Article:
…thats the problem with at grade lite rail lines… i wish our whole system was on dedicated ROW!

    AT grade is not the Issue Daniel, the Issue is a Drunk driver driving the wrong way and hitting another car then hitting the OCS Pole

  8. @Steven White:

    I was not advocating grade separation at crossings. Rather for those locations where there is no real barrier in a residential area. The area along Hawthorne in South Pasadena is fine. Even without the fence it would be ok. The Blue Line running along Washington is fine (it is down a main street like the Red Cars used to go.) The area along Marmion in south HP is a problem. The train has to creep along. The houses face the road and tracks. And there is no barrier of significance keeping stray cars (much less drunks), kids, dogs, etc. off the tracks. It is a dual track where the Santa Fe had single tracks, this (along with the supports for the overhead) took away the buffer space that existed.

    I do not think it is the LR’s fault. But “a wise man forseeth the evil and and hideth himself: but the simple pass on, and are punished”, so to speak. Good design prevents problems, even it they are not ‘your fault’.

  9. What was that driver drinking/smoking/snorting/dropping/shooting?

    And as to street running, must I remind you that San Francisco has had street-running trolley and cable cars for over a hundred years? And that much of their street-run trackage (including almost the entire runs of all three cable car lines) shares a lane with automobiles? And while Chicago’s “L” is entirely on private right-of-way, they even have at-grade, unfenced, third-rail electrification, and yet somehow manage to avoid any disasters.

  10. I was effected by this accident last night. Like everyone else, after the Kings game there were hundreds on the Pico platform. Once the PA was heard, people had no idea what to do. What Metro needs to do is actually have officials at each station directing the public where to go to get to Culver City. We got 15 different stories and no one knew anything about the status of the trains or buses until we walked to USC to get to the USC Park station, only to have 2 Metro officials tell us the trains are running from USC to Culver city. 5 minutes later we were on the train and back to CC in 15 minutes. Metro needs to have contingency plans for situations like this. Anyone else experience this??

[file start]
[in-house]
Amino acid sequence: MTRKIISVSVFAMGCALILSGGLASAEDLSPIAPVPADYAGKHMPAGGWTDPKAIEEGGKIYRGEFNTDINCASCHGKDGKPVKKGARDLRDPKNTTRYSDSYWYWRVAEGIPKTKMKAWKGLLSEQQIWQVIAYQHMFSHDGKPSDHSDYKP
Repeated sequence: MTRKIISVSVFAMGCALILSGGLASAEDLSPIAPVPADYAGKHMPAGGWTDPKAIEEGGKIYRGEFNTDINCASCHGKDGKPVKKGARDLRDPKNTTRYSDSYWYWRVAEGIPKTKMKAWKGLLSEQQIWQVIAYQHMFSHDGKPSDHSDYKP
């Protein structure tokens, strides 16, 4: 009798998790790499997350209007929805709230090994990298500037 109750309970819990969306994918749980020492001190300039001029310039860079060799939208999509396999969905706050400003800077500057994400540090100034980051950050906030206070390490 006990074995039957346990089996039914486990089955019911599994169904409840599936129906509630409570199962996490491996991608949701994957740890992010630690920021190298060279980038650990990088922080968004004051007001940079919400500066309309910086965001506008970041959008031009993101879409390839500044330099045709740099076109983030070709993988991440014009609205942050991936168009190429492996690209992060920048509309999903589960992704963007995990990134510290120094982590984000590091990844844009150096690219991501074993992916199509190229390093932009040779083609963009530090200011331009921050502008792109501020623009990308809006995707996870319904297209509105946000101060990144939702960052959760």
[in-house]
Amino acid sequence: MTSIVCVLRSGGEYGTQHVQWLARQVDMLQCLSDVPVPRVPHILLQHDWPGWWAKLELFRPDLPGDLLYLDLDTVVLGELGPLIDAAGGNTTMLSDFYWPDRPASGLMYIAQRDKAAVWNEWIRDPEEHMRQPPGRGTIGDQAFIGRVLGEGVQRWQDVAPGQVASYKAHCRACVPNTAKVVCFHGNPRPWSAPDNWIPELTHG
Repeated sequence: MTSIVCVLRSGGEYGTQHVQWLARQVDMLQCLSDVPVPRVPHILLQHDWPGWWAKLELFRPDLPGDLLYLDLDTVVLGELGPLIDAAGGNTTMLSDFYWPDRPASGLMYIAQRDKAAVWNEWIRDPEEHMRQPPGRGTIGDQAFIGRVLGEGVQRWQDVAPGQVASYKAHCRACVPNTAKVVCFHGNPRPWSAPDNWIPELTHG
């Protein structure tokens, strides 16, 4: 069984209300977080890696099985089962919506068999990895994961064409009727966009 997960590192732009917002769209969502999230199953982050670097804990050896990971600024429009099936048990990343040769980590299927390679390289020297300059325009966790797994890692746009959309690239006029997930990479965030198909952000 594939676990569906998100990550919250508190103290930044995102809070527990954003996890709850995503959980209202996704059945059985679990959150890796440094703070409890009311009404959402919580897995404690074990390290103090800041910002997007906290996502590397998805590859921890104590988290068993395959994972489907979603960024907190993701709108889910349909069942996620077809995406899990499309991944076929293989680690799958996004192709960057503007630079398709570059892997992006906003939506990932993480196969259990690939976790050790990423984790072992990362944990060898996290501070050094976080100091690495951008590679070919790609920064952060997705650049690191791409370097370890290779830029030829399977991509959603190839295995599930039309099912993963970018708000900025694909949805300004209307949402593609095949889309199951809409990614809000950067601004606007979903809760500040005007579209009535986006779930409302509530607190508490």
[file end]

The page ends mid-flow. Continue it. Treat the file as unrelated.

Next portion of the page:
11. Absolutely costs for repairs should be recovered from the drivers insurance — as much as possible (and assuming the driver has insurance). If someone crashes into your car or your house, you try to recover the costs right? Should be the same thing if someone crashes into your light rail electrical pole.

    And I don’t know why everyone says this means rail should be grade separated… as if it’s the rail’s fault for getting in the way. You can’t just excuse drivers and say the rail line should be different because drivers are going to drive badly anyway. There are plenty of good reasons rail should be grade separated if fiscally possible, but I think using this as one tends to excuse drivers of responsibility.

  12. Eventually doesn’t Metro try to recover their losses from the driver’s insurance and/or from the driver dirrectly?

    This is further evidence for why the Gold Line should be grade separated along Marmion Way in the south Highland Park area.

  13. Well at least Metro gained a new customer as this guy’s DL will be revoked since that’s the penalty for DUI.

  14. I wouldn’t call it an “accident” if the driver was DUI. I mean, it’s not like, “whoops, who could’ve seen it coming?”

  15. …thats the problem with at grade lite rail lines… i wish our whole system was on dedicated ROW!